I am pleased to report that recent claims experience in both our Long Term Disability and Group Life Insurance plans has been quite good. As a result, the LTD premium paid by employees is being reduced from 1.17% of salary to 0.75% effective May 1, 1997. Group life insurance premiums were reduced last September, and for the next few years the employer premium will not be a taxable benefit to employees.The provost provided a list of committee members, as follows (one typographical error has been corrected):
Pension Fund investment returns of 17% and 20% in the past two years have produced a funding excess of more than $37 million at the end of 1996. This is in addition to the funds required for the Special Early Retirement Program (SERP) during 1996. The funding excess will likely grow in 1997 because the actuarial valuation uses a three-year average rate of return. If the funding excess were to exceed $47 million, legislation would require UW to stop contributing. The Pension and Benefits Committee has concluded that part of the funding excess should be used to reduce contribution levels, and part to improve future pensions.
Yesterday, the Board of Governors Executive Committee approved a P&B Committee recommendation to reduce pension contribution levels by half, starting May 1, 1997. The reduction is for three years, subject to annual review by the P&B Committee. It will save pension plan members between 2.4% and 3% of salary annually, with no effect on the pension benefit accrued. The University will contribute 133% of aggregate employee contributions as previously agreed, but because aggregate employee contributions are lower, there will also be savings of $3.3 million in the operating budget. This will help prevent further budget cuts and loss of faculty and staff positions.
The P&B Committee is discussing possible pension improvements, and plans to make recommendations to the Board of Governors in October, with changes being retroactive to May 1, 1997. I encourage you to discuss your suggestions with members of the Committee, or send them to Trenny Canning, Secretariat, NH (e-mail: email@example.com).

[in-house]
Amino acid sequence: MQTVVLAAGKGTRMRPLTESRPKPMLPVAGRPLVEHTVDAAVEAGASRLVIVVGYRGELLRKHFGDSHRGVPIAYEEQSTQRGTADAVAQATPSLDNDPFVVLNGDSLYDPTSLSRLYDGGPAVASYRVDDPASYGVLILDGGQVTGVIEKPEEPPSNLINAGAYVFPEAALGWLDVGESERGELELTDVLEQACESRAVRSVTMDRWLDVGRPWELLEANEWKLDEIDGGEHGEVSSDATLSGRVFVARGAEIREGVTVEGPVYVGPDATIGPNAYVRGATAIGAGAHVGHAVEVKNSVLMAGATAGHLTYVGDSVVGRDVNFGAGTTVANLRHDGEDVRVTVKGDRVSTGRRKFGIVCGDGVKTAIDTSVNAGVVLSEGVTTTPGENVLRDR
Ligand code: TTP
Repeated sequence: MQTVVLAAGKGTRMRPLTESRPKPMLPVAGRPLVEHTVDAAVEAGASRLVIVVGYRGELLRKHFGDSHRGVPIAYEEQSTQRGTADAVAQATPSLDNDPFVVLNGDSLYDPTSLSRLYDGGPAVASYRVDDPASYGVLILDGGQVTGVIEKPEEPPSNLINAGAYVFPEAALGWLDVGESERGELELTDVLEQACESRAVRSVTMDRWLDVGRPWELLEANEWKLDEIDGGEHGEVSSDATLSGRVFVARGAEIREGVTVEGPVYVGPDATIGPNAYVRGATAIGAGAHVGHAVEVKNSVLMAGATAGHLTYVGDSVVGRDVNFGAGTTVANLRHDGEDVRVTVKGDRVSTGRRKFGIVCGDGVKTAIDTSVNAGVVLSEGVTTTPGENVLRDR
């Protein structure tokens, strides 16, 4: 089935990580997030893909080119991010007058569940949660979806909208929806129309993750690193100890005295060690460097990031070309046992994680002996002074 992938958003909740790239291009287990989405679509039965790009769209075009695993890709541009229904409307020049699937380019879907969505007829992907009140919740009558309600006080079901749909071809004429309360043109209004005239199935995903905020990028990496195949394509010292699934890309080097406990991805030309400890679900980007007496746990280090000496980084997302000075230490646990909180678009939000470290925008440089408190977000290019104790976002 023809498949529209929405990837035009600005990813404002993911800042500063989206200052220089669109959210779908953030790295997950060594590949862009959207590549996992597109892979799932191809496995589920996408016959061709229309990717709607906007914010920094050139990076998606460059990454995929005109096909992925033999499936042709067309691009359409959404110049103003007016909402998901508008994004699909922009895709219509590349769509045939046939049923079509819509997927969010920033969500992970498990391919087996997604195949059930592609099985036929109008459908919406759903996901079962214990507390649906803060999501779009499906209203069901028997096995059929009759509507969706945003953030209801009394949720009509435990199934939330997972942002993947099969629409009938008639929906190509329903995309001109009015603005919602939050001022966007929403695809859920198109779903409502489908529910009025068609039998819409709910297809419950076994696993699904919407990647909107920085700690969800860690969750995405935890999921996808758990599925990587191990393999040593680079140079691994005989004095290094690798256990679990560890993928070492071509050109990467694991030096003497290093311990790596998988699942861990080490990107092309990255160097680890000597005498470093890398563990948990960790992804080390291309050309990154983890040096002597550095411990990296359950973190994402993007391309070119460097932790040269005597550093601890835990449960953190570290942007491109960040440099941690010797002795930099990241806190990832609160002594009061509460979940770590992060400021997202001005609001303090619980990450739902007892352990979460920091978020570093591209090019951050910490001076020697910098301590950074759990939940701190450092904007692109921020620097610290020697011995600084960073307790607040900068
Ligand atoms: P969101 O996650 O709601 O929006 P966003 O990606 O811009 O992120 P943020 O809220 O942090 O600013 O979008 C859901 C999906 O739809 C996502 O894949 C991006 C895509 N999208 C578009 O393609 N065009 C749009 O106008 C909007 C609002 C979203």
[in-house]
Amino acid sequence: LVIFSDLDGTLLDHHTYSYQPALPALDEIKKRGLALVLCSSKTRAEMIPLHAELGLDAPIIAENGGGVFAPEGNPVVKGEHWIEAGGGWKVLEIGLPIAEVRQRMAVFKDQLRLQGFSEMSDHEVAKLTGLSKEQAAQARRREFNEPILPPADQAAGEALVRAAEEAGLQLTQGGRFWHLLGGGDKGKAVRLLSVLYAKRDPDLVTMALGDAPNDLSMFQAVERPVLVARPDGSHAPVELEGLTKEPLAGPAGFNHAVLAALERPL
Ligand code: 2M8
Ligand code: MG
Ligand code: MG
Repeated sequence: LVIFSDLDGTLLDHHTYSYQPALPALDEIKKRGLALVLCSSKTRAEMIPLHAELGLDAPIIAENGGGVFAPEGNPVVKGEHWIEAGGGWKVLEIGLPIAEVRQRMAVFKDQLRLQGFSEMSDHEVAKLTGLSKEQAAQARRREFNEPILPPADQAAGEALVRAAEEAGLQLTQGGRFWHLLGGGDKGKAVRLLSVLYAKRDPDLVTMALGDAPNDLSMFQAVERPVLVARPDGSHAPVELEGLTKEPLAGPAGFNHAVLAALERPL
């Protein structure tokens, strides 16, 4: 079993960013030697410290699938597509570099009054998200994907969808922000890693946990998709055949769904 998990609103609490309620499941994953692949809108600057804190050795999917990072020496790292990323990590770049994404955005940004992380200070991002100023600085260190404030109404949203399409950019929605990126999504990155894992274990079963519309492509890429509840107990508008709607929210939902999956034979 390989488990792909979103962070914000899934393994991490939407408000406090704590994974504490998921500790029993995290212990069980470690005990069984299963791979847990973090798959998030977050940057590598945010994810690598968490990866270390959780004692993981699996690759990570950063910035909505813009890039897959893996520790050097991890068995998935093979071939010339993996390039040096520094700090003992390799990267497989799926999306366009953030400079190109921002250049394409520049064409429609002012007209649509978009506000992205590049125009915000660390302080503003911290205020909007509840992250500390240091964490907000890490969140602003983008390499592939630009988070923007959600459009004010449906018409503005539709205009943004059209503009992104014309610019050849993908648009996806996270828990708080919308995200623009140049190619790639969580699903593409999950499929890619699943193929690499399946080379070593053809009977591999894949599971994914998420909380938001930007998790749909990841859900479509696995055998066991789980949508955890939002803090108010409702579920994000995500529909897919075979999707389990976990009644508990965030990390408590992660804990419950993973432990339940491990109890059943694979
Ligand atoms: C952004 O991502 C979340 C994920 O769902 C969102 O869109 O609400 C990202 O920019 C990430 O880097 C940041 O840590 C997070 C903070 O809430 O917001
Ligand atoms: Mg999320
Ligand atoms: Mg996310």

At this week's meeting there will be two main speakers. One is Bipasha Choudhury, the student who represented UW on the "Team Canada" trip to Asia early this year. The other is Ken McLaughlin of St. Jerome's College, the university historian, who will talk about UW's beginnings and particularly the early days of co-op education in Canada.
Says Patti Cook, UW's waste management coordinator: "This annual forum provides an educational workshop on energy and environmental management. It is designed to bring people together from commercial business and industry, to examine new technologies, and exchange ideas on how to save dollars and resources. Many suppliers will be exhibiting their energy and environment efficient products and services and will be available for consultation."
Smith is "a well-known futurist", according to publicity for the event, and is a frequently-quoted expert on the economy of the Waterloo area. (And I see that he's speaking at St. Jerome's College next Monday on "The Future of Work".) Besides his talk, tomorrow's forum offers sessions on industrial energy consevation, private-public infrastructure partnerships, "water efficiency in the commercial sector", the ISO14,000 standards, and similar matters. The $20 registration fee includes lunch and refreshments. More information: Tracey Geisen at the Kitchener & Waterloo Chamber of Commerce, 576-5000.
He is visiting Waterloo as part of a Churchill Fellowship to discuss research on utility-based water efficiency programs in North America and Europe. He is the principal Australian doing water efficiency consulting and research, he also has worked on ecological sanitation, sustainable futures, solid waste, transport and energy efficiency and strategies to reduce greenhouse gas emissions in Australia and on South Sea islands.
A number of his initiatives have resulted in technological responses to unusual political and economic circumstances. For example, a Kalgoorlie-Boulder water efficiency program was initiated because of a Western Australian political decision to make water prices uniform across the state despite huge differences in the cost of providing it. This meant that the Kalgoorlie-Boulder gold fields area in the eastern part of the state was paying the same water rate as Perth, even though the water was being transported across the state almost from Perth at a cost several times higher than for Perth. The water efficiency program included gifts of efficient appliances to people living in the area, but produced a less than optimal economic solution.
Can't say today's showers thrill me, but perhaps spring will come -- and at least we haven't had the kind of water that's hit some places. Try the University of North Dakota at Grand Forks, for instance, in the centre of the newsmaking Red River flooding. (I note with interest that a mainframe computer, rescued from floodwaters at Grand Forks, has been "reassembled" at North Dakota State University at Fargo, with the result that 12,000 people who work in higher education across the state will have their paycheques processed on time.)
Today is the National Day of Mourning for workers killed and injured on the job. It's also the first day of campaigning towards the June 2 federal election, called yesterday by prime minister Jean Chrétien.
April 28, 1966: A joint committee is set up to study possible affiliation between the Ontario College of Optometry and the University of Waterloo. April 28, 1977: A draw for the new "Wintario" lottery is held in the Humanities Theatre.
Editor of the Daily Bulletin: Chris Redmond
Information and Public Affairs, University of Waterloo
firstname.lastname@example.org -- (519) 888-4567 ext. 3004
Comments to the editor | About the Bulletin | Friday's Bulletin
Copyright © 1997 University of Waterloo